On 28 November, Kurds alleged that an ISIL suicide bomber crossed over in a vehicle from Turkey into Kobanî; however, Turkey denied this. A Kobanî activist, Mustafa Bali, said that ISIL fighters took positions in the grain silos on the Turkish side of the border, and launched attacks toward the border crossing point from there.[280] However, on 29 November, YPG fighters crossed the Turkish border and attacked ISIL positions on Turkish soil, before pulling back to Syria, and the Turkish Army regained control of the border crossing and silos area shortly afterwards.[206]

On 27 January 2015, Turkey fired tear gas against Kurds trying to cross the border to celebrate the liberation of Kobanî.[281]

Analysis[edit]

Media pointed to Kobanî as more symbolic than strategic, for all sides. Kurdish People's Defense Units (YPG) militia issued this statement: "The battle for Kobani was not only a fight between the YPG and Daesh [ISIS], it was a battle between humanity and barbarity, a battle between freedom and tyranny, it was a battle between all human values and the enemies of humanity". The fighting strengthened ties between the YPG and the FSA (Free Syrian Army) by establishing a viable source of ground forces for the American-led coalition, and dispelled the notion that the Kurds were Assad supporters.[282] The successful experience in Kobanî has informed U.S. policy in regards to arming Syrian opposition groups other than the YPG, with plans to equip other groups with technicals with radio equipment and global positioning system trackers to call in airstrikes.[283]

The battle became a magnet for ISIL fighters, including the group's best foreign fighters.[284] ISIL had issued a video of hostage John Cantlie in Kobanî talking about their control of the city, but the loss of Kobanî is a reversal of fortunes, and perhaps a strategic withdrawal.[285] There were reports of strife and infighting in the ranks of ISIL in the wake of their defeat at Kobanî, with foreign fighters of different nationalities turning on each other under the strain of the confrontion with accusations of treachery.[286]

US spokesmen credited the U.S. airdrop of arms to the Kurdish defenders and an agreement by Turkey to let Iraqi Kurdish reinforcements cross the border. "Had we not done those two things, Kobani would've been gone, and you would've seen another massacre. Rear Admiral John Kirby, the Pentagon press secretary, said: "I think the air strikes helped a lot. It helped when we had ... a reliable partner on the ground in there who could help us fine-tune those strikes."[287] The bombings were carried out by Rockwell B-1B Lancer strategic bombers carrying 500 lb and 2,000 lb bombs, and Lt. Col. Sumangil of the 9th Bomb Squadron stated that airstrikes combined with allied ground forces "basically stopped their [ISIL's] progress"; YPG fighters communicated with liaisons and air controllers at the U.S. Combined Air Operation Center at Al Udeid Air Base in Qatar, who then took that information and sent bomb coordinates to the B-1s flying over Kobanî.[33] USAF F-15Es and F-16s were also integral to the campaign.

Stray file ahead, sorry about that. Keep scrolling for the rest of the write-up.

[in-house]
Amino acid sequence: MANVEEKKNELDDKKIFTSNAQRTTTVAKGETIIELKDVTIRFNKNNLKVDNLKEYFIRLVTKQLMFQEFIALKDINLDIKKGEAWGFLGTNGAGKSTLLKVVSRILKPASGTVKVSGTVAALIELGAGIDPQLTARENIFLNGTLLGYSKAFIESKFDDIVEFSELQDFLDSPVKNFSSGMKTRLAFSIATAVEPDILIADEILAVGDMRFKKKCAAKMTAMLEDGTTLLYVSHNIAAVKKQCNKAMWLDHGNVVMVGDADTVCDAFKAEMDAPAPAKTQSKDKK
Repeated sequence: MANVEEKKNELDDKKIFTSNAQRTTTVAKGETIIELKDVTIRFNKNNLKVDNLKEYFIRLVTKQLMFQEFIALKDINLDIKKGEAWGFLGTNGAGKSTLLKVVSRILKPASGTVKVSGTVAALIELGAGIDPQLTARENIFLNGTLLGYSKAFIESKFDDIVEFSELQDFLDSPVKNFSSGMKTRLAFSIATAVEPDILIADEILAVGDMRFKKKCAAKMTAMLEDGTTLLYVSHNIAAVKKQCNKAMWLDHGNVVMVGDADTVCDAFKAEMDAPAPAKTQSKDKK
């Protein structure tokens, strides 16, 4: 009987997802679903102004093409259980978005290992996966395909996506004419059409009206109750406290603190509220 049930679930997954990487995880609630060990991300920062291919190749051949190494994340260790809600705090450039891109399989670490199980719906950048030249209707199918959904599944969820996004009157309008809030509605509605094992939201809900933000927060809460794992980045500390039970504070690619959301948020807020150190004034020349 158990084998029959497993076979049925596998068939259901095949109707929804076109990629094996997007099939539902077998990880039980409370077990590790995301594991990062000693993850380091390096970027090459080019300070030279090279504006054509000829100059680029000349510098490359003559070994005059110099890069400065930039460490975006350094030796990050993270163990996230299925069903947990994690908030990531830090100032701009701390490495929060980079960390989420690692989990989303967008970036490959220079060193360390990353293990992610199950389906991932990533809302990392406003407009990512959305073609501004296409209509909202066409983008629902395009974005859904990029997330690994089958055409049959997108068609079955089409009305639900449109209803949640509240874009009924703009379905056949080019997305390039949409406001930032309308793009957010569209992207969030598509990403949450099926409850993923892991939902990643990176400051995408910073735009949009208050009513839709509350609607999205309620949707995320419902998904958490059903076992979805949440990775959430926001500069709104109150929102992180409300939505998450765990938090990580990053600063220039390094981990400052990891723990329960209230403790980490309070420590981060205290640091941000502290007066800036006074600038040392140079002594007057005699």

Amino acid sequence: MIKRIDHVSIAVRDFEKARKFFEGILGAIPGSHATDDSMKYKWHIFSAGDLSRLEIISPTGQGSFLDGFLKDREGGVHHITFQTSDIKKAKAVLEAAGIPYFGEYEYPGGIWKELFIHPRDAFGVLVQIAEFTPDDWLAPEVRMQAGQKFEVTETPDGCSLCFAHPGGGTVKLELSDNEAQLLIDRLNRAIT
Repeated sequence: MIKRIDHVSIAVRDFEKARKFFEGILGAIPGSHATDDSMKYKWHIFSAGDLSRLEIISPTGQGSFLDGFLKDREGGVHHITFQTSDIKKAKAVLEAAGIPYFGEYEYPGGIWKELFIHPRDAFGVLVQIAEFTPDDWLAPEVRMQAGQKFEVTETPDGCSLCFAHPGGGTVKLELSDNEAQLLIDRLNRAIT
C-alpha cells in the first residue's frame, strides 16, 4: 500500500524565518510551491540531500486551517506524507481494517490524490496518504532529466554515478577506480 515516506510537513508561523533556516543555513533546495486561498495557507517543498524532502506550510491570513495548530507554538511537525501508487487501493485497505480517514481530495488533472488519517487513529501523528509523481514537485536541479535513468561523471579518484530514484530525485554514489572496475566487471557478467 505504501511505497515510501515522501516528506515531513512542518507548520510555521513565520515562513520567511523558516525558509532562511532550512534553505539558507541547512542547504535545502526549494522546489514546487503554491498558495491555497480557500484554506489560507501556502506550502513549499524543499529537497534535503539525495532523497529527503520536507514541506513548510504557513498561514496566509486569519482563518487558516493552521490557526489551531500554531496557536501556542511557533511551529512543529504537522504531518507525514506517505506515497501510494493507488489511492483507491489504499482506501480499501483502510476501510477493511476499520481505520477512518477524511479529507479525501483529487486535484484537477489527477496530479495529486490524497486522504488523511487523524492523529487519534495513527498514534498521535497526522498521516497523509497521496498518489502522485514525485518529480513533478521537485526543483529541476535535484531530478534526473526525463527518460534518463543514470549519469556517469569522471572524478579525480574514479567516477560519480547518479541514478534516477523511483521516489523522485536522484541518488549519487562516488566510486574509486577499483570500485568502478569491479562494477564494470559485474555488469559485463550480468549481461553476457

Kobanî's unique geographical position directly on the Turkish border prevented ISIL from fully surrounding the city. Although Turkey heavily restricted[288] the flow of fighters, weapons, and supplies,[289] some of them still made it into Kobanî.[290][291] Over 1,000 defenders of Kobanî were treated in Turkish hospitals,[288] and the border functioned as an escape route of last resort for defenders.

Turkey and its foreign policy is seen by some as a loser in the battle over Kobanî. Turkey's own struggle against Kurdish independence has clouded its stance toward the Rojava Kurds. After the US airdropped supplies that Turkey would not allow into Kobanî, Turkish President Recep Tayyip Erdogan stated that he had asked US President Barack Obama not to intervene on the side of the Kurds. "I told Mr. Obama, 'Don't drop those bombs [meaning weapons and other supplies]. You will be making a mistake.' Unfortunately, despite our conversation, they dropped whatever was needed with three C-130's and half of it landed in [IS'] hands. So who is supplying [ISIL], then?" Erdogan is also opposed to any arrangements in Syria that would mirror the Iraqi Kurds' de facto state in northern Syria. He repeated this view on 26 January 2015 to reporters, asking, "What is this? Northern Iraq? Now [they want] Northern Syria to be born. It is impossible for us to accept this. … Such entities will cause great problems in the future."[288]

Local highly motivated ground forces combined with airpower are needed to reverse ISIL gains, and the Kurds are nearly unique in their willingness to fight on the ground, something the Iraqi central government, Syrian government, and American allies like Turkey, Jordan, and others in the region have been unwilling or unable to do. The Syrian Kurds are strongly motivated to protect their region and gain greater autonomy, while the Iraqi Kurds are motivated to enlarge the size of their de facto autonomous region.[285]